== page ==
If there’s one thing that ties solo musicians into knots more than anything else, it is the disease of DAW obsession. If you don’t believe me, go visit gearslutz.com and hang around there for a few minutes.
DAW obsession is what happens when we elevate our digital audio workstation (DAW) to the realm of demi-god — the thing that will make — or won’t make — our music sound glorious.
Some people swear by Pro Tools. Others by Logic Pro or Digital Performer. Still more by Sonar or Cubase. Did I mention Studio One? Don’t want to upset that crowd.
If it sounds bad, it’s the DAW’s fault
It’s compelling to see your DAW as the sole reason why your music sounds the way it does.
That’s because it’s playing your music back to you. If it sounds bad, it’s the DAW’s fault. We learn that to be true at an ‘early age’ in our music production development.
And, so, the corollary of that is, when the music coming out of our DAW starts sounding decent, then it must be because NOT only have we got a handle on our DAW — but our DAW is the superior one on the market.
Our DAW is the champion DAW.
And, yes, it is. But the thing is: ANY DAW would have been the DAW to make your music sound good if you had spent the time to learn how to record and mix on it.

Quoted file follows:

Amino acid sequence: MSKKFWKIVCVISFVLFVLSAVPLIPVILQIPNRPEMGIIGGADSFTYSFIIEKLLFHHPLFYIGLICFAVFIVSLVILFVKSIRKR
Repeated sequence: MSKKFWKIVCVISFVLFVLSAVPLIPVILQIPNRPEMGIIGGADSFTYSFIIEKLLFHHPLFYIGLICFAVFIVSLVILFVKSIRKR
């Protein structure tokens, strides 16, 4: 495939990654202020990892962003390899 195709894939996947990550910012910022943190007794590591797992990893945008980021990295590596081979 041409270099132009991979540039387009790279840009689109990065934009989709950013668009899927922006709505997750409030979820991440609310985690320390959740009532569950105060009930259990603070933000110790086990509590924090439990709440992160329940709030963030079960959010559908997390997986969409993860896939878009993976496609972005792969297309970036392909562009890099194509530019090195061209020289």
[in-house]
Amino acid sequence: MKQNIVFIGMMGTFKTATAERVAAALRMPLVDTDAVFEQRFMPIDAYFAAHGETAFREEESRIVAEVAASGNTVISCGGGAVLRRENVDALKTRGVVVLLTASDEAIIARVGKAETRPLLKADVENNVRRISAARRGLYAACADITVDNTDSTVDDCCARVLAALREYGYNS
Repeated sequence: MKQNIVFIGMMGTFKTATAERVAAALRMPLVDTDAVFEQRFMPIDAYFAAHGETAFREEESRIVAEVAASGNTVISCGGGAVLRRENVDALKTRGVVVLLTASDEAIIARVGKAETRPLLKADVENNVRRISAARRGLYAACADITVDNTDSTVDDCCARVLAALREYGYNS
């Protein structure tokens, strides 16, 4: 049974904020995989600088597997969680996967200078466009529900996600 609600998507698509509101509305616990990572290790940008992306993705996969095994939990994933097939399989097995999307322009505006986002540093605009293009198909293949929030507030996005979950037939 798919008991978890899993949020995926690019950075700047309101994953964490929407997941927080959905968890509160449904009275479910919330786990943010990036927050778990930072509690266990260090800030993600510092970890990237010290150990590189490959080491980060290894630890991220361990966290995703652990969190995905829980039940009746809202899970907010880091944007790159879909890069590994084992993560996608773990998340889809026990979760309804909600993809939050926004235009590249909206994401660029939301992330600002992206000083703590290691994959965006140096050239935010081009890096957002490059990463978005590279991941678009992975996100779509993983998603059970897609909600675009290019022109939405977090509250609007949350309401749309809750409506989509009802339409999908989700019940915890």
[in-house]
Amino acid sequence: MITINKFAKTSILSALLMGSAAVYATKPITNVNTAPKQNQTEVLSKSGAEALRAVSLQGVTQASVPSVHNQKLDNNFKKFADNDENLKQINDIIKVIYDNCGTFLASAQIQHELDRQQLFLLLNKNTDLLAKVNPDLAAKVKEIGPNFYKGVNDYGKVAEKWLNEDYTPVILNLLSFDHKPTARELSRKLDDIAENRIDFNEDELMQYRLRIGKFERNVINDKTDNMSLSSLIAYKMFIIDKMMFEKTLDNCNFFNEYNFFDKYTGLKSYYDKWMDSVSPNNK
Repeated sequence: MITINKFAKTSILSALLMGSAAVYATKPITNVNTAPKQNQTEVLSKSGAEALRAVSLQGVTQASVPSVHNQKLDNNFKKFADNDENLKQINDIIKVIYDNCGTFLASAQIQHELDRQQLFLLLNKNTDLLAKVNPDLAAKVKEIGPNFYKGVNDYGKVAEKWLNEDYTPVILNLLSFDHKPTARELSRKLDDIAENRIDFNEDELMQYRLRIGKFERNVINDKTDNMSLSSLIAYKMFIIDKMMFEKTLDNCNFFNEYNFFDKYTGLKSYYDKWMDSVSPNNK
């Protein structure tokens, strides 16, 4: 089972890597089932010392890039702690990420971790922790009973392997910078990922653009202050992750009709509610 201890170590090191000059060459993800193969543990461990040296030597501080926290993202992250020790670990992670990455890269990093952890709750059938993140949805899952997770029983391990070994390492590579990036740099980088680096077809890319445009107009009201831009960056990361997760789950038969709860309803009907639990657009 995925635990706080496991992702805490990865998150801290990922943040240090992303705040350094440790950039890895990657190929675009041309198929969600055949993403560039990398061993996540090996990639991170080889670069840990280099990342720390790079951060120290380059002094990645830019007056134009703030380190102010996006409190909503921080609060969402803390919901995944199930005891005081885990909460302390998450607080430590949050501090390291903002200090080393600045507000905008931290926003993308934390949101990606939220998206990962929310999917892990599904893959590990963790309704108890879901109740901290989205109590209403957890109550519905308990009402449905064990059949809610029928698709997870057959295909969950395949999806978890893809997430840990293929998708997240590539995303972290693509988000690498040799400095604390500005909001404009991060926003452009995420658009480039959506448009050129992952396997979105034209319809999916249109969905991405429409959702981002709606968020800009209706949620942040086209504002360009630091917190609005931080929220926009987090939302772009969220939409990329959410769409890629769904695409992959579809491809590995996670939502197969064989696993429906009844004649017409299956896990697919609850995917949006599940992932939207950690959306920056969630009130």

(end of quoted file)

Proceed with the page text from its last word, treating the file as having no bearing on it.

A DAW helps your creativity — that’s all
I have long thought that audio signal flow is the foundation of recording and mixing — not because I think it’s a sexy subject (signal flow — seriously?).
No, it’s because by learning signal flow, you can pick up any DAW or work on ANY physical mixing board.
DAWs? Meh. They’re there for no other reason than for us to express our creativity on. They’re a blank slate — NOT filled with magical qualities. Pro Tools. Logic … They’re all the same.
Sure, they have some differences, and you might FEEL more comfortable in one than any other. But at the end of a recording session, your DAW is nothing more exciting or special than the tape they once used to record and mix on.
A DAW is nothing more than a (virtual) inanimate object.
So, please, if you have a DAW obsession — or you think you could develop one — I implore you to get over it.
Because it’s NOT your DAW that makes you sound good. Nor is it any special DAW keystrokes or techniques.
It’s the music that resides in you.